Antibiotic resistance is (not) futile

The evolutionary race between humans and bacteria has been raging on for millions of years but what happens when you inadvertently give the enemy a helping hand…. 

Author: Victoria Afrah Danquah
Editor: Diana Coroi
Artist: Amy Zhang

Anyone familiar with the popular, disturbingly accurate pandemic simulation game, Plague Inc., will know that acquiring antibiotic resistance is one of the most powerful tools you can use to strengthen your pathogen and decimate the human population. But how dangerous is it in real life?

Long story short, very. The World Health Organisation has declared antibiotic resistance as one of the top three most important health threats of the 21st century. Furthermore, the UK government has predicted that, by 2050, antibiotic resistant infections will be responsible for 10 million deaths per year, more than all cancer deaths combined.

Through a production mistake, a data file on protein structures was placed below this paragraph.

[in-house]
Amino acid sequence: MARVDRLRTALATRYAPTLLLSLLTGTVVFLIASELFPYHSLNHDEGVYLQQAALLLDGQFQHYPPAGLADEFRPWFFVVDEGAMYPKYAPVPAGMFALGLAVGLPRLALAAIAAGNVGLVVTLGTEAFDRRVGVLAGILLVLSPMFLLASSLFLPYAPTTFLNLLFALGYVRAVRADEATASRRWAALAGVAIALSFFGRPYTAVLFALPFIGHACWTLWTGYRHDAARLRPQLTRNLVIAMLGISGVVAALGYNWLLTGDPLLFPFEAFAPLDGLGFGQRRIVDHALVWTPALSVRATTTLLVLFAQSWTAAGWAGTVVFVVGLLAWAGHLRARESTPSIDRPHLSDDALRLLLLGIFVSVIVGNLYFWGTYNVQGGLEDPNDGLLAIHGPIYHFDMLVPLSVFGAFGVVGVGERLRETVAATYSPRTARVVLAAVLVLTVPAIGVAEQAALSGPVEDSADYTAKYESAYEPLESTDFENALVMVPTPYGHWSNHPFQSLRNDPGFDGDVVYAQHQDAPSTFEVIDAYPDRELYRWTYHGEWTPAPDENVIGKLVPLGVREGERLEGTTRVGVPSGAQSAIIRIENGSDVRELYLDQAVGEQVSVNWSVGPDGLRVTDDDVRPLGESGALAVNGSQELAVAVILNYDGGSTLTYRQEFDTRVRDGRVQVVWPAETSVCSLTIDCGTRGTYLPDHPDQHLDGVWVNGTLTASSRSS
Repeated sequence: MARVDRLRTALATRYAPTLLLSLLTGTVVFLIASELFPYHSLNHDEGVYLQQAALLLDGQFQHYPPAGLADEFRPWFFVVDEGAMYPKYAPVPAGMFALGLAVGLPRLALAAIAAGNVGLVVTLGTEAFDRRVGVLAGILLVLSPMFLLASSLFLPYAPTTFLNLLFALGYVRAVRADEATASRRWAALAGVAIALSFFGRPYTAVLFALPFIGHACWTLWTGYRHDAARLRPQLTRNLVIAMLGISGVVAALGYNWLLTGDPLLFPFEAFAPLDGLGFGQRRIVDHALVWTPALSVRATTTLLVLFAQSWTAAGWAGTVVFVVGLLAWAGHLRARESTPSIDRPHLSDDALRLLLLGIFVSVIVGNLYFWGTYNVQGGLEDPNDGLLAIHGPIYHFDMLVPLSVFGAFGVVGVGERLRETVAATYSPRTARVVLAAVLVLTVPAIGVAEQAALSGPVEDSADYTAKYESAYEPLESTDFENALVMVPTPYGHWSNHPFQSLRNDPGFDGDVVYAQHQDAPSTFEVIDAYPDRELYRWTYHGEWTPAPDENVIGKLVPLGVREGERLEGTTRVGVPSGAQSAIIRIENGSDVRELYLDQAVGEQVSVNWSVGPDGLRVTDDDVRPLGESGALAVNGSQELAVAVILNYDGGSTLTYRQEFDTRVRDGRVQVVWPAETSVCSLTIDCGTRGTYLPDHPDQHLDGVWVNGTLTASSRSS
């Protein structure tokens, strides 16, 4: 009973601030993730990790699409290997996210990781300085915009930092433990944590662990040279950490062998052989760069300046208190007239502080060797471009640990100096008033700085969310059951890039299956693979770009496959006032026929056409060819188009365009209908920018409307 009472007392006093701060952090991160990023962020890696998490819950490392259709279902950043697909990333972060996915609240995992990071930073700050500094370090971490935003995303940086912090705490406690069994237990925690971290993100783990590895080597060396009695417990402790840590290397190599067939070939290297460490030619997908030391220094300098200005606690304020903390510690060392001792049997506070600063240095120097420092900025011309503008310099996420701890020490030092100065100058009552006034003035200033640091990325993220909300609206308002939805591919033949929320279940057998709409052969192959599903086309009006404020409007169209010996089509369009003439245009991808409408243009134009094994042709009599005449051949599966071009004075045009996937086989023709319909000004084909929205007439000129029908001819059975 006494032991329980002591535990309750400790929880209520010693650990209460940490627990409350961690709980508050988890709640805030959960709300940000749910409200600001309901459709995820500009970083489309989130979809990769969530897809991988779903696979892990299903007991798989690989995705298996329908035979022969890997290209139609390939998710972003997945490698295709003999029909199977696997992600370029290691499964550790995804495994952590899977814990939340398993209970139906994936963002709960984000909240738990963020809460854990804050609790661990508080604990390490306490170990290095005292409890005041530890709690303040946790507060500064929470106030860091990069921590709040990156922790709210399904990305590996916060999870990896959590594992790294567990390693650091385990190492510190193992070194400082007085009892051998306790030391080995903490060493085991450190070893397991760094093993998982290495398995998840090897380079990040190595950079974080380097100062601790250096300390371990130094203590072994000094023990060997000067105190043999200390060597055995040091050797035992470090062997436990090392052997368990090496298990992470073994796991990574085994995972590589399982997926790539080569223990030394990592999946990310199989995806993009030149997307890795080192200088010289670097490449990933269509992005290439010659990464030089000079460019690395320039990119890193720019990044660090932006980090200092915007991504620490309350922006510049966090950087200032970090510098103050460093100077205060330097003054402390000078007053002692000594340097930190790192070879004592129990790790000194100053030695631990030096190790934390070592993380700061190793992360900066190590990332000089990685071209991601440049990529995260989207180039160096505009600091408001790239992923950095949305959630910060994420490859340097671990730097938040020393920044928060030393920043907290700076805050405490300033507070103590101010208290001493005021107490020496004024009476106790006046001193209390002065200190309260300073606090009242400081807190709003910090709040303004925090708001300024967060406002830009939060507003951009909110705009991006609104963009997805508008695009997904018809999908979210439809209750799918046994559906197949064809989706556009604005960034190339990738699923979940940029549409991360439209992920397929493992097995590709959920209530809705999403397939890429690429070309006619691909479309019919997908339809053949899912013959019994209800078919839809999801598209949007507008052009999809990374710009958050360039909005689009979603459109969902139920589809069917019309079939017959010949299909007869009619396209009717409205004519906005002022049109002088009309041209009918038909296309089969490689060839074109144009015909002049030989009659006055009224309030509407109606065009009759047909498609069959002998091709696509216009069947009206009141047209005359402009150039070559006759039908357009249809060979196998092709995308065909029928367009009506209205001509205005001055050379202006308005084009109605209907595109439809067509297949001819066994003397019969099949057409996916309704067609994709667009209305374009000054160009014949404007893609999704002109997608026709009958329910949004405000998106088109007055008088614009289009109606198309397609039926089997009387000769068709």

Antibiotic resistance is the mechanism pathogens use to become resistant to many drugs normally used to treat common infections, rendering them without an effective treatment. This means that minor health nuisances such as bronchitis and ear and skin infections have the potential to develop into deadly diseases such as toxic shock syndrome, sepsis and pneumonia.

One of the most infamous antibiotic resistant bacteria, Methicillin Resistant Staphylococcus Aureus, also known as MRSA, peaked at 1,652 deaths in England and Wales in 2006, but has since been on a decreasing trend, thanks to changes in clinical practice.

There are two main methods that bacteria use to gain antibiotic resistance: Mutational resistance and Horizontal Gene Transfer (HGF).

Mutational resistance: a small population of bacteria can develop a random genetic mutation that can inhibit or evade the action of a drug. For example, in the presence of β-Lactam antibiotics such as penicillin, MRSA develops changes to the structure of its cell wall so that penicillin can no longer target it. This new drug–resistant mutation allows the bacteria to survive and multiply in the presence of antibiotics, eventually colonising the non-resistant population. The new mutation often makes the first and second lines of infection treatment ineffective.